5 Ways to Resist Career Comparison and Enjoy Where You Are
Between 2017–2019 I was miserable career-wise. I would spend my commutes, my lunch hour, well, pretty much all my spare time trying to figure out what I wanted to do with my life. I would painfully question myself over and over about what I wanted to do and what next step I needed to take.
At that point, I was 22 and hungry to succeed and of course, ‘add value’. I’d scroll through LinkedIn and see the same people that I went to University with doing big things, landing big positions. I would scratch my head and question what to do next but the vagueness of ‘adding value’ wasn’t allowing me to go very far. Instead, I go round in circles, over and over trying to work out what it would be that would make me happier.
But somewhere along the way, I learnt to stop watching everyone else and learnt to ask myself the questions that would help me figure out my way.
1. We compare to other people because it’s easy and accessible so make it harder
“Comparison is the thief of joy.” — Theodore Roosevelt
There is an abundance of data out there. In a matter of minutes, you can find out what your best friends sister’s cousin is doing with their life and you’d be able to guess pretty accurately how they afford their shiny new BMW. You probably don’t think about the number of people that will be that might be searching for you on a daily basis but they are. Contrary to what you might think, people will be peering into the living room window of your life and feeling that pang of envy you feel when you look into theirs.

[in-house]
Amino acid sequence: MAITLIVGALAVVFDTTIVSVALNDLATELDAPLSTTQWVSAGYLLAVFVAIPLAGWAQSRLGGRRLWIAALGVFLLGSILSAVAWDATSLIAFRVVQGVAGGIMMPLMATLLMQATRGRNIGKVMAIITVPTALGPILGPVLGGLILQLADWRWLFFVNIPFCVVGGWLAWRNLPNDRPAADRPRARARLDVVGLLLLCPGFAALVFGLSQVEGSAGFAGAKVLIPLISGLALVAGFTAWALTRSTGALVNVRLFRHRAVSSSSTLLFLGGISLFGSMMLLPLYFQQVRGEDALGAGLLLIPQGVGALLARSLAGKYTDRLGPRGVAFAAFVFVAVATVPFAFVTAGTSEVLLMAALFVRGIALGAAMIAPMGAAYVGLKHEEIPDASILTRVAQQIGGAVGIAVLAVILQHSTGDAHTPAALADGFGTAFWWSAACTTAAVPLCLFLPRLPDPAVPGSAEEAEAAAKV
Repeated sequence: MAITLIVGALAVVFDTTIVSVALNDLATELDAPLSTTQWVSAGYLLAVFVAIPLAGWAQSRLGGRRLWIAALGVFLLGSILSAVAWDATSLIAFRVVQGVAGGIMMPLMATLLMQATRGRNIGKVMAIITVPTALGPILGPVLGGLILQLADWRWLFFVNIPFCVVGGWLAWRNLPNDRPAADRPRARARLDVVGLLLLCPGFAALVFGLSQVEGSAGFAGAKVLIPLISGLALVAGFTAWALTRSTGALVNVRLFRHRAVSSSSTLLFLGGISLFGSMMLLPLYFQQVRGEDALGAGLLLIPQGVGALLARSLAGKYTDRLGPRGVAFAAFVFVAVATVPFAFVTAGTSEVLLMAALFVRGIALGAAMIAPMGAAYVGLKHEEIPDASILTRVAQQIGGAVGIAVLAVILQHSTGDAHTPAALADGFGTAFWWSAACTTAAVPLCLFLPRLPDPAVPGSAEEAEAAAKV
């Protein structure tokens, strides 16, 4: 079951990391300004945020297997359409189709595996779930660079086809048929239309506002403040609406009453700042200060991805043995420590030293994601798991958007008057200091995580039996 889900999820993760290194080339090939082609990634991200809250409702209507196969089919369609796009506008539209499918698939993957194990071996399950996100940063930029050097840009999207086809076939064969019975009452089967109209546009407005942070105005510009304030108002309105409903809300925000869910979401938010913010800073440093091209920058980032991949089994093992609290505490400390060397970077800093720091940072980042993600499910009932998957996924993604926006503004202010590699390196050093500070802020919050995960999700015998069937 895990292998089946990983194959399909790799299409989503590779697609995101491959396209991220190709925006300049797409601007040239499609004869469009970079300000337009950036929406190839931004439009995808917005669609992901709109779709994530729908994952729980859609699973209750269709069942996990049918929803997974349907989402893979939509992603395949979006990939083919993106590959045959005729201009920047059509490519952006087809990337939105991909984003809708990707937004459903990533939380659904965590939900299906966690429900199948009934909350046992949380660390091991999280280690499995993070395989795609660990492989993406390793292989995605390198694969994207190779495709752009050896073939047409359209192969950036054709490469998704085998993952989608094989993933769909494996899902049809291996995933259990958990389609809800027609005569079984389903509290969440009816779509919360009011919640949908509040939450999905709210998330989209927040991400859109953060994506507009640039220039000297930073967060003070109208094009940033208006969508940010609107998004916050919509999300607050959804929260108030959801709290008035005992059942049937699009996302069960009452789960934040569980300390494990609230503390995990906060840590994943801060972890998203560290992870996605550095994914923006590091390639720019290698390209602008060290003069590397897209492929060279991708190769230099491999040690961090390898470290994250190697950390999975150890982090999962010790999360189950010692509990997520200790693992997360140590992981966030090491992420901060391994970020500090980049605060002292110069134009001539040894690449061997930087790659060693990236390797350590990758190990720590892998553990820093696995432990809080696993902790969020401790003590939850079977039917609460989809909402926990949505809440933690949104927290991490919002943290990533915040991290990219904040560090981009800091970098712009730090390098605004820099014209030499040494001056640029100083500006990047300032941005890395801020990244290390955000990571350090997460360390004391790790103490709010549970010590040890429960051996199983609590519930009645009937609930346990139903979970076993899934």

One of the reasons for that is pure accessibility. Never before have we had so much access to the worlds of others. Whilst that brings some great things it also brings some unhappiness. If you spend your time constantly scrolling through social media then chances are you’ll feel pretty crap.
Instead, try adding more friction into the process of getting onto the platforms. For instance, remove social media platforms from your preferences, avoid automatic sign-ins and unsubscribe to channels that make you unhappy.
2. We compare apples with pears — try comparing apples with apples
“Why compare yourself to others? No one is the entire world can do a better job of being you than you.” — Anonymous
I’ll find myself comparing my life to a 50-year old mogul whose parents gave him $20 million to start his wildly successful startup. I’ll sit there and think to myself that I’m a total failure for not starting a business and turning over $1 million a minute. The truth though is that him and I are totally different. I’ve had a different life to this mogul and him to me, so it’s hard to compare us both accurately.